Climate change ensures that more regions will soon be in California’s shoes, and policymakers will need to maintain an unwavering support for the agricultural industry in the face of mounting pressure. While maintaining their support for agriculture, however, policymakers should encourage and support the adoption of technologies that allow for the efficient use of water. But if drought conditions become the norm, it may be up to policymakers to more strongly encourage increasingly drastic, permanent changes in production practices. California is a major producer of almonds, rice ,and alfalfa hay, which are among the world’s most water-intensive crops. If the drought becomes more than something temporary, it may require farmers to begin cultivating less water-intensive crops.

California receives most of its precipitation during the winter, so mountain snowpack is vital to water reservoirs, normally providing about one-third of the water used by both urban and rural communities each year. A statewide survey completed on April 1, 2015 revealed this year’s snowpack to be the lowest on record at only five percent of the average. The previous record low, set in 1977 and again in 2014, was 25 percent of average. Alarmingly, current climate change projections indicate that by 2050, California’s snowpack will decrease by 25 to 40 percent of the average. By 2100, snowpack is expected to shrink by 50 to 75 percent of the average.

Chile’s water market

While Chile only stretches 217 miles at its widest point, its length spans an enormous 2,670 miles from north to south—roughly the width of the United States. Its topography is exceptionally diverse. The Southern climate supports lush terrain, and in the North lies the Atacama Desert, one of the driest regions of the world. The exceptionally diverse topography means that a wide variety of crops are cultivated across the country. In similar fashion to California, Chile’s central valley is the heart of the region’s diverse agricultural landscape.

Though Chile has an extensive history of drought, experiencing dozens in the past century alone, the current drought which traces back to 2007 has proven to be one of the worst. The central valley has two contributors to its highly variable rainfall. In addition to being at the mercy of broad atmospheric patterns like El Niño which can drastically reduce rainfall by creating unfavorable moisture-blocking patterns, the region is also exceptionally cloudless. These clear skies mean that the central valley observes unusually high incoming solar radiation and as a result, experiences high diurnal temperature variation. In other words, the days can get very hot while the nights become very cold, and the rate of temperature change peaks shortly after sunset and sunrise. These conditions translate into higher vegetation evapotranspiration rates and greater crop water requirements. As with any commodity, water is held by the balance of supply and demand, and the coupling of crops’ high demand for water with the high rate of radiation and a low physical supply of water amplifies the effects of the drought.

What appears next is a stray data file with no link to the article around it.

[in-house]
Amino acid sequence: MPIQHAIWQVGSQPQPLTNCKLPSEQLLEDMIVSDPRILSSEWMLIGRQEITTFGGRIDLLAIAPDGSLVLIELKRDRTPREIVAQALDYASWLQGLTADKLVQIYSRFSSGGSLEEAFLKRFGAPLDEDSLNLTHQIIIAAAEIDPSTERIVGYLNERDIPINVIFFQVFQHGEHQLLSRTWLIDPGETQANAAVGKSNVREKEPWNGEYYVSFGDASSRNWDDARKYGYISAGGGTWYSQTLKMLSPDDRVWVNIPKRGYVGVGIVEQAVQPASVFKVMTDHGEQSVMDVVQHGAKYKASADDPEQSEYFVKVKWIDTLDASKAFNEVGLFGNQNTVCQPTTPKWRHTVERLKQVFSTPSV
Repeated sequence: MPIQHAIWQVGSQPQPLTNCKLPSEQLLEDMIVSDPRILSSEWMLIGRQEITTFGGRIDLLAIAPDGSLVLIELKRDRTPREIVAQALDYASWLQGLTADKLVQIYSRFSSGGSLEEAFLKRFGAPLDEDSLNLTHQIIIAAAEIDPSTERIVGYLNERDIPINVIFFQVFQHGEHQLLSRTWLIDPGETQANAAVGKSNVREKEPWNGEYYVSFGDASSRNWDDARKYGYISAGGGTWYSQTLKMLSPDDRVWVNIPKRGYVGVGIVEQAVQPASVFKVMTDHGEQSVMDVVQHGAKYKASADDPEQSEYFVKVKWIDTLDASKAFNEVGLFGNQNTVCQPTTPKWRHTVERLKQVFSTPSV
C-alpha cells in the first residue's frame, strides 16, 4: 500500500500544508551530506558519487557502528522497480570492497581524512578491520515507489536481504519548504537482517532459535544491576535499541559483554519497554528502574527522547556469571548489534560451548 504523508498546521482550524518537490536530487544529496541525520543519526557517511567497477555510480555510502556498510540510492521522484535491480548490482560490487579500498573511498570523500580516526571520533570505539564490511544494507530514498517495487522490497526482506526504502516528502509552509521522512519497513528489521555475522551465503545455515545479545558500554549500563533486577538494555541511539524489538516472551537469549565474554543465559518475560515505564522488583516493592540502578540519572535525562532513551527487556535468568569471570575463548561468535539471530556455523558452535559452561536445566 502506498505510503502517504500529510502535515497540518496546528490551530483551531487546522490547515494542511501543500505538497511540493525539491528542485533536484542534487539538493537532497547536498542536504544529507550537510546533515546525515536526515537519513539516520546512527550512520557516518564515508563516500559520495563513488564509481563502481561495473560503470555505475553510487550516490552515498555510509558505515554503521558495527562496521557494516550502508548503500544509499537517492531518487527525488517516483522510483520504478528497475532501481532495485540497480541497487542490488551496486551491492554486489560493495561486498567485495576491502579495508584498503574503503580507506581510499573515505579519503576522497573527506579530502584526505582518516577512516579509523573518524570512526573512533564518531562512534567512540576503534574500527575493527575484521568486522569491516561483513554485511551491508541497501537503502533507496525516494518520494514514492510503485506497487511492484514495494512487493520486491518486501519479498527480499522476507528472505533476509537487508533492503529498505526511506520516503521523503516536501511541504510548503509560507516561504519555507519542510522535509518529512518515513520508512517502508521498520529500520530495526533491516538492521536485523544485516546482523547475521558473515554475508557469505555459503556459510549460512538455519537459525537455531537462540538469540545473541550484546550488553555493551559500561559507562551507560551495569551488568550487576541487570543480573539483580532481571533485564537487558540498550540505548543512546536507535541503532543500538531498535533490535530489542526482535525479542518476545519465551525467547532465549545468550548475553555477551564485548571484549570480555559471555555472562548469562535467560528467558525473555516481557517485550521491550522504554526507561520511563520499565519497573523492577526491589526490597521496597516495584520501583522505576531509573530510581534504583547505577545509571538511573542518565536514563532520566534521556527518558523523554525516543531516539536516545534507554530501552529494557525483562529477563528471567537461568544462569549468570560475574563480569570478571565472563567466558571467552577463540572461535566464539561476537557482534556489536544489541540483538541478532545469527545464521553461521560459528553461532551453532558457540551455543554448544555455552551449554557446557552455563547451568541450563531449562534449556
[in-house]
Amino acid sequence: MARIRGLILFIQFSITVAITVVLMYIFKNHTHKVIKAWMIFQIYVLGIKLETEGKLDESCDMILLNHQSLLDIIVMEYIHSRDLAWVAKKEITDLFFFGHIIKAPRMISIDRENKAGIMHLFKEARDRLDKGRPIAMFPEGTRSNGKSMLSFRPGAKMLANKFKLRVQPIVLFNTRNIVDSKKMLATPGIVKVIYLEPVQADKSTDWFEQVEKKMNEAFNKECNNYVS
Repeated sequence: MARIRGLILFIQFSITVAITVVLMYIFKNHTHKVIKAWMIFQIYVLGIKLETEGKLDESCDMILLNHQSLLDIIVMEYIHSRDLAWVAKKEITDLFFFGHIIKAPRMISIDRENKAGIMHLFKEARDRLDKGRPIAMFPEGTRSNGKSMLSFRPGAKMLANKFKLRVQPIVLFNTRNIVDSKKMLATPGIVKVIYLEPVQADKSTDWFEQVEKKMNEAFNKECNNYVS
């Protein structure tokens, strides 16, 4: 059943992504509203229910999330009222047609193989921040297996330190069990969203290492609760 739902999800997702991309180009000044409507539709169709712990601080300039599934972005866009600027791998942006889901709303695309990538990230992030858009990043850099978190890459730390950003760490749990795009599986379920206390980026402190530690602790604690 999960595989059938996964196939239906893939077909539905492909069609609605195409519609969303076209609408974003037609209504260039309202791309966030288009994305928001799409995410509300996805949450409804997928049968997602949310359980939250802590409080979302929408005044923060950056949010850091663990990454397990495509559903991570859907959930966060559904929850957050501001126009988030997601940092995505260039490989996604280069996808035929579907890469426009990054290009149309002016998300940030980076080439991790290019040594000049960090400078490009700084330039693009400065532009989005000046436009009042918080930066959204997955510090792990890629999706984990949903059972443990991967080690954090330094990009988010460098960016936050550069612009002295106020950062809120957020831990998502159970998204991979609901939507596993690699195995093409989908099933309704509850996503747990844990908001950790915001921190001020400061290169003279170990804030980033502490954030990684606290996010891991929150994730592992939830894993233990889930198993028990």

Located in and alongside the Andes Mountains, both rural and urban Chilean communities depend heavily on snowpack water. Unfortunately, like its North American counterpart, Chile’s snow cover is decreasing at a worrying rate. A continued drop will only further exacerbate the effects of water shortage.

While droughts are certainly not welcomed by any farmer, they are particularly hard on those operating on a small-scale. Larger farms have the ability to plant additional land in order to hedge their bets, and can plant a variety of crops, including those which fare better in dry conditions.

Chilean water regulations, in their laissez-faire nature, are starkly different than those of many other countries. Though the country adopted its first water law in 1951, the law experienced many changes through the remainder of the 20th century, particularly as the government changed hands. In 1981, Chile’s decade-old military government settled on a water-intensive crops stipulating that water was a public good for which individuals could obtain the right of private use. Under the new law, Chilean buyers of water rights did not have to state their intended use of the water, nor would their rights to the water be forfeited if they were not using it. Their water was much like any other type of property—it could be sold, was freely and fully tradable, and mortgaged. Furthermore, the reformed code greatly diminished the power of the governing authority of water, the Dirección General de Aguas (DGA), such that they could only exercise judgment on private water use during official drought emergencies.

While the rationale for the loose regulation was to encourage a free market where private industry would be incentivized to grow, a consequence of the lack of regulation has been over-expansion of land and over-productivity, as well as a vulnerability to monopolization and speculation. Large-scale farmers who can afford to aggressively obtain and exercise water rights have done so, while small-scale farmers who are unable to compete have been left in the dust. In 2005, Chilean law was updated to address one of these aforementioned irregularities. The law instituted a tax on owners who fail to utilize their water, and if an owner fails to pay the tax, these rights can be publicly auctioned.